Herbert George Ponting ("Ponco")
Ponting was a professional photographer and was with Scott's Terra Nova Expedition, 1910–1912.
Ponting was born in Salisbury. His father was a banker, so it will be of no surprise to learn that Ponting was first employed in a bank; he lasted for four years. From there, attracted by the wild west stories coming out of America, Ponting moved to California where "he worked in mining and then bought a fruit ranch in the 1890s." He married in California in 1895 and the couple had a daughter in 1897.
It would appear that Ponting developed an interest in photography, likely when he was younger, back in England. His interest only grew in California. During 1900, with his farming operation losing money, Ponting determined he could make money in the business of photography. His new business brought him abroad on a freelance bases: Burma, Korea, Java, China and India.1 His photos proved to be a world wide success.
"Improvements in the printing press had made it possible, for the first time, for mass-market magazines to print and publish photographic illustrations. Ponting sold his work to four of London's foremost magazines, The Graphic, The Illustrated London News, Pearson's, and The Strand Magazine. In The Strand, Ponting's work appeared side by side with the Sherlock Holmes stories of Arthur Conan Doyle, one of Ponting's contemporaries."2
It can only be concluded, that at the time he was gearing up for his campaign (Terra Nova Expedition, 1910-1913), Scott was looking to document the matter in the best manner possible by the best persons available.
"As a member of the shore party in early 1911, Ponting helped set up the Terra Nova Expedition's Antarctic winter camp at Cape Evans, Ross Island. The camp included a tiny photographic darkroom. Although the expedition came more than 20 years after the invention of photographic film, Ponting preferred high-quality images taken on glass plates.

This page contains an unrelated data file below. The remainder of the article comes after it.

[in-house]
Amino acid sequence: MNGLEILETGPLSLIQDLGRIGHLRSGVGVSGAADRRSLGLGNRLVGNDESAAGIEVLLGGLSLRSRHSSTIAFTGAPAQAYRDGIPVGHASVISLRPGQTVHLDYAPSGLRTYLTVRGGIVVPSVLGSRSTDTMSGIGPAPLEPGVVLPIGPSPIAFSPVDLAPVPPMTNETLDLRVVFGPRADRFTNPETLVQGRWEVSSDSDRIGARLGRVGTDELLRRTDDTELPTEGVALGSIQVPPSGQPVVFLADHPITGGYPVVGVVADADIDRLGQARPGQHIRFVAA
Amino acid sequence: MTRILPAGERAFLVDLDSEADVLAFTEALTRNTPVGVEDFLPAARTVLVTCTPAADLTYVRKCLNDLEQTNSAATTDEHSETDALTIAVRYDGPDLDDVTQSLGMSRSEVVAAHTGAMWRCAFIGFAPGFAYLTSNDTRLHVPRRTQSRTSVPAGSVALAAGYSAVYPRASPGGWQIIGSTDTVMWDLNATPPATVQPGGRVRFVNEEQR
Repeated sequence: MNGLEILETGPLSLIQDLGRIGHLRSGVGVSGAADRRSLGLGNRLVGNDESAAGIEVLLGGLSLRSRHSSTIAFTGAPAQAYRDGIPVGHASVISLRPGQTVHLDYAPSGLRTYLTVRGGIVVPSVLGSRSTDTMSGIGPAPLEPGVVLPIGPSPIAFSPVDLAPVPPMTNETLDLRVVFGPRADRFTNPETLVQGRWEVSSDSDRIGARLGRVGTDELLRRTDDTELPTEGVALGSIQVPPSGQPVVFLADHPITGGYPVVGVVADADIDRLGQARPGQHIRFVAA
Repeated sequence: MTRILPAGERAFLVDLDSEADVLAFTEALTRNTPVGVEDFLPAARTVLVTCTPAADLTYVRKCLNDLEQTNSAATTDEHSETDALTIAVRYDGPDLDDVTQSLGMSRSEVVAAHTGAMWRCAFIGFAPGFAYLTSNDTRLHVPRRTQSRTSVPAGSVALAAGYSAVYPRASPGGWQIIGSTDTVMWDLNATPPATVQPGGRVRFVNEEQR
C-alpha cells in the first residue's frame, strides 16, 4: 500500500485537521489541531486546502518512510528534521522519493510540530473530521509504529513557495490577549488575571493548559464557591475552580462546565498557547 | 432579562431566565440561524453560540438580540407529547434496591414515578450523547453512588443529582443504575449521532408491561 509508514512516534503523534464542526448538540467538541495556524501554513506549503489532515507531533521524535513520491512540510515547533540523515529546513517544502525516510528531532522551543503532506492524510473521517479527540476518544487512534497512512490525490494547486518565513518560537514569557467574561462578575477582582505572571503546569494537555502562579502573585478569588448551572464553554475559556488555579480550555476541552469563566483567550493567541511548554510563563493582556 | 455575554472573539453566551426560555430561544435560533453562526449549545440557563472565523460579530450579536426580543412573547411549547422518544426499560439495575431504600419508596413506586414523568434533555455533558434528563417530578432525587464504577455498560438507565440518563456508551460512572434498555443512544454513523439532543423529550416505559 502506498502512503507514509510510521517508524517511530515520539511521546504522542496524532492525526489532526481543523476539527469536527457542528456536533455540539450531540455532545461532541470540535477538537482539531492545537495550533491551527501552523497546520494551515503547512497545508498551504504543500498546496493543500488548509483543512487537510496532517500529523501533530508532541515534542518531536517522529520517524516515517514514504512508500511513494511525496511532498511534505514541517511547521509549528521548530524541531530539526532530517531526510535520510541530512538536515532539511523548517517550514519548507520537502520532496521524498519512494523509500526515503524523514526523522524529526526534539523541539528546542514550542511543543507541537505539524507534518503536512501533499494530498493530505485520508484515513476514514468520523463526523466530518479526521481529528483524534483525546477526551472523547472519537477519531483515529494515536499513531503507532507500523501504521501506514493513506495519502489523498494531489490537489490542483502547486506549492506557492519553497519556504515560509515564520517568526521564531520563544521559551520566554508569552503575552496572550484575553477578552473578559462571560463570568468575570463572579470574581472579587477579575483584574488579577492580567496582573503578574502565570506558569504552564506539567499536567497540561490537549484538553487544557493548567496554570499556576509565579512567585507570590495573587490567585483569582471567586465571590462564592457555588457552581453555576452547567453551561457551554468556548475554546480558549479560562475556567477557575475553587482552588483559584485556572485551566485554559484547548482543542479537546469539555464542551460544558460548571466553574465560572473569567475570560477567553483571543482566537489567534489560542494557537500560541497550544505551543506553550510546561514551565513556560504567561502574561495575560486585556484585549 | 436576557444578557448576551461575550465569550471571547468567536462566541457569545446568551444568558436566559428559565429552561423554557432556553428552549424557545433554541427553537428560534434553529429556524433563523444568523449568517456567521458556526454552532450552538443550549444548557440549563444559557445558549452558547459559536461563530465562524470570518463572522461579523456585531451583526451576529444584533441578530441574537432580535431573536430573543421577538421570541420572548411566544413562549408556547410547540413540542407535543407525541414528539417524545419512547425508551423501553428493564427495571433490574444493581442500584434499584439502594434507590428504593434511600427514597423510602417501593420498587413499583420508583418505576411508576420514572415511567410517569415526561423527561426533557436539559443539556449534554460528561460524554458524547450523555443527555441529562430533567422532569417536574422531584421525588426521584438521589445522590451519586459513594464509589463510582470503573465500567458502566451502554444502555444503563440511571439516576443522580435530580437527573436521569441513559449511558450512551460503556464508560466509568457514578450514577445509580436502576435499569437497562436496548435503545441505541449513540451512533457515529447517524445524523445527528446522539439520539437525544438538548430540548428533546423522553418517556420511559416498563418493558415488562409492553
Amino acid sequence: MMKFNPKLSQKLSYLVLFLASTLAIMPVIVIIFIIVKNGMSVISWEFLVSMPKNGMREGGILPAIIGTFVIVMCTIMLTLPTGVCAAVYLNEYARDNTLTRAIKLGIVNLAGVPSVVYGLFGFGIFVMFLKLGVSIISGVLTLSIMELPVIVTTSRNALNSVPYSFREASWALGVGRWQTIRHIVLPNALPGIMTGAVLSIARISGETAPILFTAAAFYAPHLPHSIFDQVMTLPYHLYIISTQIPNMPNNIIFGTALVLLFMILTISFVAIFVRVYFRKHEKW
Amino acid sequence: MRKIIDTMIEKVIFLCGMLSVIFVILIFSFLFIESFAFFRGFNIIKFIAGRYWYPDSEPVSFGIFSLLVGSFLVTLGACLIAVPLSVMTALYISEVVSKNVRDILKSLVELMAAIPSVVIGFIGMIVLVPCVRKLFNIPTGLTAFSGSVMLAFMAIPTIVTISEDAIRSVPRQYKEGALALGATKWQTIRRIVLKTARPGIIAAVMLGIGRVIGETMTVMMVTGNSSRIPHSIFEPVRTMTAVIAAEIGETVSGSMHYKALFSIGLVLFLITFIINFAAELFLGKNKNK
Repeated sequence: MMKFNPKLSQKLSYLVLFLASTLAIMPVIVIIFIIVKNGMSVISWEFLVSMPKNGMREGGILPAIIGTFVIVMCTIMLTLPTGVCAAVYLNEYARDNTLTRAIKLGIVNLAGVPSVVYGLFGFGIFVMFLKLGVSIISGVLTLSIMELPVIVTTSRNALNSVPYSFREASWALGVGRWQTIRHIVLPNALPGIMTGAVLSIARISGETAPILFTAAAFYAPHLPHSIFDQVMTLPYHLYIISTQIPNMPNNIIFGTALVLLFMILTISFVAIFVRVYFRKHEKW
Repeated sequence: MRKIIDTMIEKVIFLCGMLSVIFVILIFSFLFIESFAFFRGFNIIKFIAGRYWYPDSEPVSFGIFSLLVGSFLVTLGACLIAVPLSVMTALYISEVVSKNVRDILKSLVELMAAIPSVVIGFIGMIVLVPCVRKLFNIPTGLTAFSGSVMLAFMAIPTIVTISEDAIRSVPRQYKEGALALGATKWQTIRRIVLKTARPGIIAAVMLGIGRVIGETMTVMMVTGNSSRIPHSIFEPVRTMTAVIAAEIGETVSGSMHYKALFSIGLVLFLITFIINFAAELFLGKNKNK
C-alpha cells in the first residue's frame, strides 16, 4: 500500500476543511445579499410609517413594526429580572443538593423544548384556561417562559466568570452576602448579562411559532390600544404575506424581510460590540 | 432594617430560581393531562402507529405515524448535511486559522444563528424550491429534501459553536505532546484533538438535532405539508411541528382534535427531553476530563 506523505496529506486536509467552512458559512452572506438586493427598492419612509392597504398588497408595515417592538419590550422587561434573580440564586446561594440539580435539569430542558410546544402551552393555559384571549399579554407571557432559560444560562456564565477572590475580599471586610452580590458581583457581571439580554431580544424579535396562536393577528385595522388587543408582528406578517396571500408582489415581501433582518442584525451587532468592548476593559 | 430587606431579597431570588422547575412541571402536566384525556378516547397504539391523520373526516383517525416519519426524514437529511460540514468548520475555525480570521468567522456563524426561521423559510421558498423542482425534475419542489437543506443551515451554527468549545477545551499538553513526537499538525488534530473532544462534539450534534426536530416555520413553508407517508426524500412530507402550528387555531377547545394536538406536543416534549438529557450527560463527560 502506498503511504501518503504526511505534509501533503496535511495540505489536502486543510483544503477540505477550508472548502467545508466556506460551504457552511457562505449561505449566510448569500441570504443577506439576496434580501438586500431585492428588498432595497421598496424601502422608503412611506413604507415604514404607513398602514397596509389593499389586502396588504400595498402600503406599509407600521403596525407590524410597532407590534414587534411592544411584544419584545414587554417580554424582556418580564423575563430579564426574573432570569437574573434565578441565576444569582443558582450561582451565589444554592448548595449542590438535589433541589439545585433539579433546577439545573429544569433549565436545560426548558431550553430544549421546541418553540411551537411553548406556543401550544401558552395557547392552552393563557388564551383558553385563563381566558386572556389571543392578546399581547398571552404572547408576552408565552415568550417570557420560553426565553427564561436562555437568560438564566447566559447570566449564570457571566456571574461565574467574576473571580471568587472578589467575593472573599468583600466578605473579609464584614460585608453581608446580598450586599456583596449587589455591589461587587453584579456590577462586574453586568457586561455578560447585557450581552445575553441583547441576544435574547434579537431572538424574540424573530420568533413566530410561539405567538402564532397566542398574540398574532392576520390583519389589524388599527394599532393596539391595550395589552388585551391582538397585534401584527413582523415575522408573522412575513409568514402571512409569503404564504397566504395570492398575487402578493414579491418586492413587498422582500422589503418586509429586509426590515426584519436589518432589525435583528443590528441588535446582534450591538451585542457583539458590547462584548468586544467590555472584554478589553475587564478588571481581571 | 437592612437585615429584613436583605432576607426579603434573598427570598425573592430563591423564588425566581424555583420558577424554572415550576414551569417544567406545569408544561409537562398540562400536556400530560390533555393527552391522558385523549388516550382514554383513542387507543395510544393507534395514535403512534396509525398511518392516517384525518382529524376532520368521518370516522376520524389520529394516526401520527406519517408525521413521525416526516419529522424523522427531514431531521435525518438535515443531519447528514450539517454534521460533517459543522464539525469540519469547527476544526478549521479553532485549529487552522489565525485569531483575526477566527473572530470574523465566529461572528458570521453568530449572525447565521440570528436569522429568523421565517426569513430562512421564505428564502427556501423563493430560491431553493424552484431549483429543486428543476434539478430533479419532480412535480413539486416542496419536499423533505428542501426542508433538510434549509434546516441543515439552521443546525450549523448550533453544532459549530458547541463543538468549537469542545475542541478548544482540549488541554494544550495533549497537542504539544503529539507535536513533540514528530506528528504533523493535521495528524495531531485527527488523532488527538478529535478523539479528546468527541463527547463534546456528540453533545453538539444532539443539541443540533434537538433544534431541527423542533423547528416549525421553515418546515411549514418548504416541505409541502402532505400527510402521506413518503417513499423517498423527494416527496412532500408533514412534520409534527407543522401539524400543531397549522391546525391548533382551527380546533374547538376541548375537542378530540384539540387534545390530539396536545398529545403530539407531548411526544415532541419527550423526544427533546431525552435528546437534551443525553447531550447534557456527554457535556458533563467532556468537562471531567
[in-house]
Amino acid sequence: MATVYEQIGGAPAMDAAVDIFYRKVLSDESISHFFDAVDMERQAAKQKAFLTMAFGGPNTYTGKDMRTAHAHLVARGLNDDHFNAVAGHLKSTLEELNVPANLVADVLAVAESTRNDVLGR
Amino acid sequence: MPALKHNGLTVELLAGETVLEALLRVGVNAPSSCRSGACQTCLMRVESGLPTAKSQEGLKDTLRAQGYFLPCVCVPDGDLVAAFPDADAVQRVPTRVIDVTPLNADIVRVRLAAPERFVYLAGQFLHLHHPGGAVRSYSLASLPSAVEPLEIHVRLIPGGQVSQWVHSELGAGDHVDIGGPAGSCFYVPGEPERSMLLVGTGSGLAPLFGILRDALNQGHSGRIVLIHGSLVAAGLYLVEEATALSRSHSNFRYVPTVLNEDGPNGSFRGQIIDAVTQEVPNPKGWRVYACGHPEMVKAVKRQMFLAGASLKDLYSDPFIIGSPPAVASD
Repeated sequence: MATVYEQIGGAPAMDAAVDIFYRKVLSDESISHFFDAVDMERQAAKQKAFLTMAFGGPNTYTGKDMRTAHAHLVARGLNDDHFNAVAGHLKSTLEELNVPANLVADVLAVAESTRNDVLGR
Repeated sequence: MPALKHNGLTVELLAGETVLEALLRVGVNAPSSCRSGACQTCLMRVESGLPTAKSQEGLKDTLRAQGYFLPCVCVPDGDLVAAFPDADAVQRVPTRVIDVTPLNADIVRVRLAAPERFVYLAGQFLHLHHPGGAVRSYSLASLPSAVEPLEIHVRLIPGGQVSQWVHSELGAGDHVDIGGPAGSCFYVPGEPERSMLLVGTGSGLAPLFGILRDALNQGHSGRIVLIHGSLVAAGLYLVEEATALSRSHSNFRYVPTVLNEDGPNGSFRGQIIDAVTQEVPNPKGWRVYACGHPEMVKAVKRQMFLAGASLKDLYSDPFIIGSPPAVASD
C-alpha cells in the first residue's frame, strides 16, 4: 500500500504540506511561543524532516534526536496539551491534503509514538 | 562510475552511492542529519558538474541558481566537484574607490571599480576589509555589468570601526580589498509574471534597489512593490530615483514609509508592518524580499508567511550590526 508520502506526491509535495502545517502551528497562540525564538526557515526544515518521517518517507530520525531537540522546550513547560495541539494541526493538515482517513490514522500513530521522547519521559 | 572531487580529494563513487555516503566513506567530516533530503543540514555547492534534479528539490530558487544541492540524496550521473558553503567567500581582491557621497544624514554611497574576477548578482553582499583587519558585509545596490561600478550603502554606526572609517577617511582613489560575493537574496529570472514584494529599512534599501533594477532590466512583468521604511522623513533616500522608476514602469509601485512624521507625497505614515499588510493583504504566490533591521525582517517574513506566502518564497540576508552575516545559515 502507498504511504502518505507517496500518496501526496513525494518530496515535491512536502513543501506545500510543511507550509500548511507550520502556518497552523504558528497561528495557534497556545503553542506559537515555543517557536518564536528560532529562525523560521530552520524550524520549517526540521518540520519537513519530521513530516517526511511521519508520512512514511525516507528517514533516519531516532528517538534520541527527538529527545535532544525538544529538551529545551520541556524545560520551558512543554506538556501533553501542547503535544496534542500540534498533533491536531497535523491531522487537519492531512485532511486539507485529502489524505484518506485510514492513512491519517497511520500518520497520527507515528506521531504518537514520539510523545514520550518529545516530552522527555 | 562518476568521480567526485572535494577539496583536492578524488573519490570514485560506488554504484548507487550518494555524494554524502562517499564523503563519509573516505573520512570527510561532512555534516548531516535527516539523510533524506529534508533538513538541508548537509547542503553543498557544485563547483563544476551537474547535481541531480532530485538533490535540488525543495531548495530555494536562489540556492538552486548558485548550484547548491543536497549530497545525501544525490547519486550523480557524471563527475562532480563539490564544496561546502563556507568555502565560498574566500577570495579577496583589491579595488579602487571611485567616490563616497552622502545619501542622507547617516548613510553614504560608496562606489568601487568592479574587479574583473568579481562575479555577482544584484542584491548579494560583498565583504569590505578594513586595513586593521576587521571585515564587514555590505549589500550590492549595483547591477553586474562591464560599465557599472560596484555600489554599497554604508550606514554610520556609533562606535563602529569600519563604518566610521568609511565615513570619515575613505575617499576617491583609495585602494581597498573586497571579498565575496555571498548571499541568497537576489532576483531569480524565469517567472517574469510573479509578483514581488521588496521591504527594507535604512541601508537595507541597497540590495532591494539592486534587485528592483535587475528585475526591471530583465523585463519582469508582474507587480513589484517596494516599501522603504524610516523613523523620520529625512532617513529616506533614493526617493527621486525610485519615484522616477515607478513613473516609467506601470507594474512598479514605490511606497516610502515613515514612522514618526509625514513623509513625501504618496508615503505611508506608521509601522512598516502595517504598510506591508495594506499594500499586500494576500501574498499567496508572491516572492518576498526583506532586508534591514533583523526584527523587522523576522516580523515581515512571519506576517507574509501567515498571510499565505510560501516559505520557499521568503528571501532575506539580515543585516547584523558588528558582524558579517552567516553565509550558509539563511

Ponting was one of the first men to use a portable movie camera in Antarctica. The primitive device, called a cinematograph, could take short video sequences. Ponting also brought some autochrome plates to Antarctica and took some of the first known color still photographs there."3
A word from Scott:
"Ponting has been doing some wonderfully fine cinematograph work. My incursion into photography has brought me in close touch with him and I realise what a very good fellow he is; no pains are too great for him to take to help and instruct others, whilst his enthusiasm for his own work is unlimited."4Though Ponting reaped a rich harvest of photographs of Scott and the others, he made them, only before Scott and his selected men headed out over the ice and snow to the south-pole, 900 miles away. Once the caravan headed out, Ponting's work was done. While Scott and his men were out on this very, very long expedition, in February, 1912, having spent 14 months there, Ponting, with eight others, boarded the Terra Nova to return, eventually, to England.
 World Traveler he was, yet, it is interesting to note, as Scott observed, that Ponting was subject to sea sickness! "Yesterday he was developing plates with the developing dish in one hand and an ordinary basin in the other!"(Journal Entry, Scott's Last Exped.)
 Scott, Oct 3, 1911
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